Submitted to: Meeting Abstract
Publication Type: Proceedings
Publication Acceptance Date: 10/23/2007
Publication Date: 11/19/2007
Citation: Guber, A.K., Pachepsky, Y.A. 2007. Soil structural changes caused by agricultural machinery. In: Proceedings of the IX Internationl Symposium and IV National Congress of Sustainable Agriculture, November 19-21, 2007, Port Veracruz, Mexico. p.43-55. Interpretive Summary: Soil structure greatly influences soil physical status, soil quality, and soil fertility including the sustainable support of agricultural production. Soil structure is affected by soil management practices. Soil compaction has various unfavorable consequences, therefore diagnosis, forecasting, and mitigation of soil compaction presents an important challenge for soil scientists and agronomists. The objective of this work was to evaluate the sensitivity of parameters of soil fragmentation into aggregates and changes in soil structure caused by compaction due to heavy tractor passes. The increase in the number of tractor passes increased the depth to which soil structure was affected and changed values of soil porosity. Soil structure worsened more when soil was wet. The relationship between mass and size of dry aggregates was more sensitive to compaction than the bulk structure measures such as aggregate size distribution and bulk density. The change in mass-size relationship of dry aggregates combined with the swelling rate of dry aggregates shows definite promise as a means for early diagnosis of soil compaction.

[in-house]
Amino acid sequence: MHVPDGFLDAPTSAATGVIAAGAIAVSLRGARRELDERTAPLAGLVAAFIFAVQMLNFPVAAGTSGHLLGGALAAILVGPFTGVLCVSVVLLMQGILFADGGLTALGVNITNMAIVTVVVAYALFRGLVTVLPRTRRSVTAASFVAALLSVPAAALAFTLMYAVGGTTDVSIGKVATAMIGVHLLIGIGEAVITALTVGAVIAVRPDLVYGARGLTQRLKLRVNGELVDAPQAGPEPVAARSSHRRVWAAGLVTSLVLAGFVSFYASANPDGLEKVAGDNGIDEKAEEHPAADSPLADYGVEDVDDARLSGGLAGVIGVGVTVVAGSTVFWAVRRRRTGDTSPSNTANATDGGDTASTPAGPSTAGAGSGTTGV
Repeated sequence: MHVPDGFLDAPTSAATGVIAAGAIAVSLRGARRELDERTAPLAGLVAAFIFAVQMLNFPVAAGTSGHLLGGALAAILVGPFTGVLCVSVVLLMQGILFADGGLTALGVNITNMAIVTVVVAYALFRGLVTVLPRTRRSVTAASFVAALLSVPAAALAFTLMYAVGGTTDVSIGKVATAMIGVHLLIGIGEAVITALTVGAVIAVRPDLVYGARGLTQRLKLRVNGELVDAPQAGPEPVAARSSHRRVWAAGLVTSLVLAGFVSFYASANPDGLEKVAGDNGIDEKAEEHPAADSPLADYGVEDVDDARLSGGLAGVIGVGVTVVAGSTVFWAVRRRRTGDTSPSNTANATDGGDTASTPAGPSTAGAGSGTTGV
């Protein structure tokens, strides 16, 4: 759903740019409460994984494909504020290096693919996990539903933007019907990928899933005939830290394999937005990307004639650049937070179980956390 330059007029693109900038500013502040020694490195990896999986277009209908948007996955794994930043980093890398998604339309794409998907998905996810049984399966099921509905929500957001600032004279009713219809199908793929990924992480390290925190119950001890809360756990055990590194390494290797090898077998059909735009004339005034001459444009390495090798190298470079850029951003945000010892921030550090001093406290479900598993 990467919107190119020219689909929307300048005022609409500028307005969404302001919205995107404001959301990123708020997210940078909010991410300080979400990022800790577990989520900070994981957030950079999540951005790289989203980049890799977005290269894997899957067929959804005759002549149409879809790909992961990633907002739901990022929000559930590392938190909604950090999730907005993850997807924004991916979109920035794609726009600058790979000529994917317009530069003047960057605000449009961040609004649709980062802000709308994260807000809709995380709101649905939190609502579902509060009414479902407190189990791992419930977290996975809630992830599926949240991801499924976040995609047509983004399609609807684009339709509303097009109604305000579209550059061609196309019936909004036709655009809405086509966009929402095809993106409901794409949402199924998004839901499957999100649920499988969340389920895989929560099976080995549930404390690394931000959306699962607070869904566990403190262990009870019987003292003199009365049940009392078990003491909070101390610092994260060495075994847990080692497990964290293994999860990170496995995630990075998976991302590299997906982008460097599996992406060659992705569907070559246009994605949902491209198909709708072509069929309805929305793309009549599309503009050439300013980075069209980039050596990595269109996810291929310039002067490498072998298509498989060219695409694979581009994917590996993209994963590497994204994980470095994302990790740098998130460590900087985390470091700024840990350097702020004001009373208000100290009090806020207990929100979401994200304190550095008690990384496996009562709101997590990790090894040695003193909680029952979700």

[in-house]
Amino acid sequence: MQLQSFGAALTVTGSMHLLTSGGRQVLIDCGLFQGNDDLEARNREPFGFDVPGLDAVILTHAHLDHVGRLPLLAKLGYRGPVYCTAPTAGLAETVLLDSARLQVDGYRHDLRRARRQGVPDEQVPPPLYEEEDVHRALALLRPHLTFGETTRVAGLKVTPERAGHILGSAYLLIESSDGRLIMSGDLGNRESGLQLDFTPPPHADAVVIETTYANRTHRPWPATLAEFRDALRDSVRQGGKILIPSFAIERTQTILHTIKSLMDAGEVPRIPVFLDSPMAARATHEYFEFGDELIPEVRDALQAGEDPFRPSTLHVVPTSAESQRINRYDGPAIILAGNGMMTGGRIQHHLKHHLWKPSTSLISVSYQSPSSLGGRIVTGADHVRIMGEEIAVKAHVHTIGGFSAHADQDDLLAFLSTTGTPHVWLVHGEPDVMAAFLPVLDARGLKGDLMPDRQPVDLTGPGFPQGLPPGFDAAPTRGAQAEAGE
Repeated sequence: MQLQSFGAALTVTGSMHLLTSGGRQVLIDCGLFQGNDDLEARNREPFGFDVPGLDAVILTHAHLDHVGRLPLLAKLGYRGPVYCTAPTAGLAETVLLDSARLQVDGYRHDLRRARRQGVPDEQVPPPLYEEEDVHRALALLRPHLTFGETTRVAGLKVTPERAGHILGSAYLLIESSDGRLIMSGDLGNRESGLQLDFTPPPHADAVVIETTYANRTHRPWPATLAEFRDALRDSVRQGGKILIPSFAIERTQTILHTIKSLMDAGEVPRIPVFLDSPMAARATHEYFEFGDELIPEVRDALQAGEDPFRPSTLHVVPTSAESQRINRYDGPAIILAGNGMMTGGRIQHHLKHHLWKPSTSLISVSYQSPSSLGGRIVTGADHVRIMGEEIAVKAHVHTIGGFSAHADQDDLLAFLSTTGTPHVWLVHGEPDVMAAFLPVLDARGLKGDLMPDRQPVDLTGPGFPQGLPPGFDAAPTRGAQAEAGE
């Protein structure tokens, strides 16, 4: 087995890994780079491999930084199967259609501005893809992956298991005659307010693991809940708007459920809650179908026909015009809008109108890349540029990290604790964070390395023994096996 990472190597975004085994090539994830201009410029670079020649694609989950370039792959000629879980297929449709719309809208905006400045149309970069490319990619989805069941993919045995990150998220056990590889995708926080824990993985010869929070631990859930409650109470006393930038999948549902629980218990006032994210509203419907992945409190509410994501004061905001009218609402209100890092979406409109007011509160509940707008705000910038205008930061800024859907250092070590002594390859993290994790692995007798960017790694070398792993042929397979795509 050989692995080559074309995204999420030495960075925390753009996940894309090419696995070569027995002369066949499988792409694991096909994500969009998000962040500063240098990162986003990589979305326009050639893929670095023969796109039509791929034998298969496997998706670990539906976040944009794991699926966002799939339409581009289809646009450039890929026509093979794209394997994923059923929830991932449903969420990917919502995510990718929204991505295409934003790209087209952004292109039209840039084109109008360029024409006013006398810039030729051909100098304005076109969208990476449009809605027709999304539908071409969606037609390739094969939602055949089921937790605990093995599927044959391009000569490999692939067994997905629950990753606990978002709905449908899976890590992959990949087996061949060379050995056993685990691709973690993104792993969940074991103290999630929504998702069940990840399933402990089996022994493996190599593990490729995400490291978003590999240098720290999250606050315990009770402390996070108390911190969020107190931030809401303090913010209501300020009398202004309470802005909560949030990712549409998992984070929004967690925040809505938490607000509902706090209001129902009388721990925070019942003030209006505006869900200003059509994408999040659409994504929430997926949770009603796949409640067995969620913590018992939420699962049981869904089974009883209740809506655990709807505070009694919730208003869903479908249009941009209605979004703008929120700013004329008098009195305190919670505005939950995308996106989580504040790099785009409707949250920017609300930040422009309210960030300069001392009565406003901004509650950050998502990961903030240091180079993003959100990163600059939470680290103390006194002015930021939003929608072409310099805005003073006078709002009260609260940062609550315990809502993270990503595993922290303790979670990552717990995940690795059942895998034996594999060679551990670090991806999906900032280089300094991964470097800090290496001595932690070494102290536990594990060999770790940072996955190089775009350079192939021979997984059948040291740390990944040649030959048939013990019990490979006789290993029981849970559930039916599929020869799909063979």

Technical Abstract: Effects of tractor traffic with high axle load on the aggregate size distribution, the total soil porosity, and the aggregate porosity were studied in a field experiment on a silty clay loam Greyzem soil. One and three tractors passes were made at pre-irrigated and non-irrigated 10x10 m plots. The value of mass fractal dimension was derived from density-size relationships in air-dry aggregates. Tractor passes compacted soil at both plots to the depth of 40 cm. At the pre-irrigated plot, one and three tractor passes increased the percentage of the largest aggregate fraction '7 to 10 cm' in 0-5 cm and 0-15 cm soil layers, respectively. On the contrary, at the non-irrigated plot, compaction did not affect the aggregate size distribution. The increase in the number of passes caused the progressive compaction resulting in decrease of the total soil porosity to the depth of 40 cm. The porosity decrease was more pronounced in the 0-15 cm layer at the pre-irrigated plot. Dependencies of the specific pore volume of aggregates on the gravimetric water content (aggregate swelling) and the aggregate mass-size scaling showed that the compaction altered the aggregate porosity. This implies that these characteristics show promise for soil compaction diagnostics.